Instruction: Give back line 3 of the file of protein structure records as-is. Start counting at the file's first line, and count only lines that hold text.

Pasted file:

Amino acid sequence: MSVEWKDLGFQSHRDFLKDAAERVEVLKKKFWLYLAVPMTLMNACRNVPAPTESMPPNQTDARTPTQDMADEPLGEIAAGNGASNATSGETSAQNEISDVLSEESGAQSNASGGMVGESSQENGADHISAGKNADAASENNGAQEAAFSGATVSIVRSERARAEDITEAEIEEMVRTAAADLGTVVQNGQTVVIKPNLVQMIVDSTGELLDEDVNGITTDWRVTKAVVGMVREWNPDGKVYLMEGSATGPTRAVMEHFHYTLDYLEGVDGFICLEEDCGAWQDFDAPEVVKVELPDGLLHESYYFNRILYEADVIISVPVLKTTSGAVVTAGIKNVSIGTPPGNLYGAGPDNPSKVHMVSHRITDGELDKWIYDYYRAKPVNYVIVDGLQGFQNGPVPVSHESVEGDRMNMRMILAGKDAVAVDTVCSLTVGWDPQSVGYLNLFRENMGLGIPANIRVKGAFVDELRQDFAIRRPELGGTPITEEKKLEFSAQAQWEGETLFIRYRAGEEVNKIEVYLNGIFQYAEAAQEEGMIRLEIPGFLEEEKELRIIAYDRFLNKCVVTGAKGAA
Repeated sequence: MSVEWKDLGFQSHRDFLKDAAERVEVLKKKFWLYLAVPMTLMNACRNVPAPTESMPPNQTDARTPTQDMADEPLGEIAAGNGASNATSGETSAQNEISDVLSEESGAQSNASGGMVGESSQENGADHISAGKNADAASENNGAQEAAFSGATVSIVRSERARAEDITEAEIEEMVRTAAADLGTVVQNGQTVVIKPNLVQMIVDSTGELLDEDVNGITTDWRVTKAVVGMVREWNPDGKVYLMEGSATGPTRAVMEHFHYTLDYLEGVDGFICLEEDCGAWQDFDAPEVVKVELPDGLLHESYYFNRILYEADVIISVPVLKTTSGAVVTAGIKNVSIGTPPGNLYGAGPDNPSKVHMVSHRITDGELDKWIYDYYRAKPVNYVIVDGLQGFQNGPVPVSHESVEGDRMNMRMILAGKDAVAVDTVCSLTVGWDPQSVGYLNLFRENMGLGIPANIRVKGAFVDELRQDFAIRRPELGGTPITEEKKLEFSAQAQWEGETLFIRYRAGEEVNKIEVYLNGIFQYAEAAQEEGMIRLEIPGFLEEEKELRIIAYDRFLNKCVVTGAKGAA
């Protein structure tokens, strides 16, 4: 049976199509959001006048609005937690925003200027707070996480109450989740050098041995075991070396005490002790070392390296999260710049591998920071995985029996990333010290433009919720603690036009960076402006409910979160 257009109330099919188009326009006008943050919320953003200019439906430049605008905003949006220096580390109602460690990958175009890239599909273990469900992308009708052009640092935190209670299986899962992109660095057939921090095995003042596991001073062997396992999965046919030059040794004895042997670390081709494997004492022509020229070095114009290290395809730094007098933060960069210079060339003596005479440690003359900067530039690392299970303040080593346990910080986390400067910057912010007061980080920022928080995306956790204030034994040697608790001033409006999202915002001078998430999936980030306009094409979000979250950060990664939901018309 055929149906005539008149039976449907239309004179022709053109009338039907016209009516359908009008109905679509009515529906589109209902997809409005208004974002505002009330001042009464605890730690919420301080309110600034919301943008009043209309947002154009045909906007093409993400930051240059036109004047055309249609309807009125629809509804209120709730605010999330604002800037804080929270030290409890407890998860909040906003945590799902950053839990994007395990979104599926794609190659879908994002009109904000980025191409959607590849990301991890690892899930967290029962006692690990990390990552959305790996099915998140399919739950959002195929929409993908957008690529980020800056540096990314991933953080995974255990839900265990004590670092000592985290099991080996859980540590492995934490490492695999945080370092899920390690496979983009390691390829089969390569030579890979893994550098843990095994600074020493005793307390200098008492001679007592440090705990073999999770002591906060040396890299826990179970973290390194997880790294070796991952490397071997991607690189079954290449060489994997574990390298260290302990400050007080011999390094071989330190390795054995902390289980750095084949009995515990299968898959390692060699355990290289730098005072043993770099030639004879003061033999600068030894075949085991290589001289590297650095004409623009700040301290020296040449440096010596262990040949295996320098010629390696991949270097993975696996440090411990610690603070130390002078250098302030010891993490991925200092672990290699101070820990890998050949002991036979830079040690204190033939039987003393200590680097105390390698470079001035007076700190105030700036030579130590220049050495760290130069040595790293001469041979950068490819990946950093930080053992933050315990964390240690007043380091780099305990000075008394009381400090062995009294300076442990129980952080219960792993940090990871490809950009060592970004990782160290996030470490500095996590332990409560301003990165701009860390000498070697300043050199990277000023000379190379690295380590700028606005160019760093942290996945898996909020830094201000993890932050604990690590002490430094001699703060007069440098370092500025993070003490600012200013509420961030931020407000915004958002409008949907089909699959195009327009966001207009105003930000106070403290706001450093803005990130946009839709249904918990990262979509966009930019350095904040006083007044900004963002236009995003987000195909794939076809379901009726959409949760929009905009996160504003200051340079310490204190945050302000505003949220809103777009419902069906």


């Protein structure tokens, strides 16, 4: 049976199509959001006048609005937690925003200027707070996480109450989740050098041995075991070396005490002790070392390296999260710049591998920071995985029996990333010290433009919720603690036009960076402006409910979160 257009109330099919188009326009006008943050919320953003200019439906430049605008905003949006220096580390109602460690990958175009890239599909273990469900992308009708052009640092935190209670299986899962992109660095057939921090095995003042596991001073062997396992999965046919030059040794004895042997670390081709494997004492022509020229070095114009290290395809730094007098933060960069210079060339003596005479440690003359900067530039690392299970303040080593346990910080986390400067910057912010007061980080920022928080995306956790204030034994040697608790001033409006999202915002001078998430999936980030306009094409979000979250950060990664939901018309 055929149906005539008149039976449907239309004179022709053109009338039907016209009516359908009008109905679509009515529906589109209902997809409005208004974002505002009330001042009464605890730690919420301080309110600034919301943008009043209309947002154009045909906007093409993400930051240059036109004047055309249609309807009125629809509804209120709730605010999330604002800037804080929270030290409890407890998860909040906003945590799902950053839990994007395990979104599926794609190659879908994002009109904000980025191409959607590849990301991890690892899930967290029962006692690990990390990552959305790996099915998140399919739950959002195929929409993908957008690529980020800056540096990314991933953080995974255990839900265990004590670092000592985290099991080996859980540590492995934490490492695999945080370092899920390690496979983009390691390829089969390569030579890979893994550098843990095994600074020493005793307390200098008492001679007592440090705990073999999770002591906060040396890299826990179970973290390194997880790294070796991952490397071997991607690189079954290449060489994997574990390298260290302990400050007080011999390094071989330190390795054995902390289980750095084949009995515990299968898959390692060699355990290289730098005072043993770099030639004879003061033999600068030894075949085991290589001289590297650095004409623009700040301290020296040449440096010596262990040949295996320098010629390696991949270097993975696996440090411990610690603070130390002078250098302030010891993490991925200092672990290699101070820990890998050949002991036979830079040690204190033939039987003393200590680097105390390698470079001035007076700190105030700036030579130590220049050495760290130069040595790293001469041979950068490819990946950093930080053992933050315990964390240690007043380091780099305990000075008394009381400090062995009294300076442990129980952080219960792993940090990871490809950009060592970004990782160290996030470490500095996590332990409560301003990165701009860390000498070697300043050199990277000023000379190379690295380590700028606005160019760093942290996945898996909020830094201000993890932050604990690590002490430094001699703060007069440098370092500025993070003490600012200013509420961030931020407000915004958002409008949907089909699959195009327009966001207009105003930000106070403290706001450093803005990130946009839709249904918990990262979509966009930019350095904040006083007044900004963002236009995003987000195909794939076809379901009726959409949760929009905009996160504003200051340079310490204190945050302000505003949220809103777009419902069906």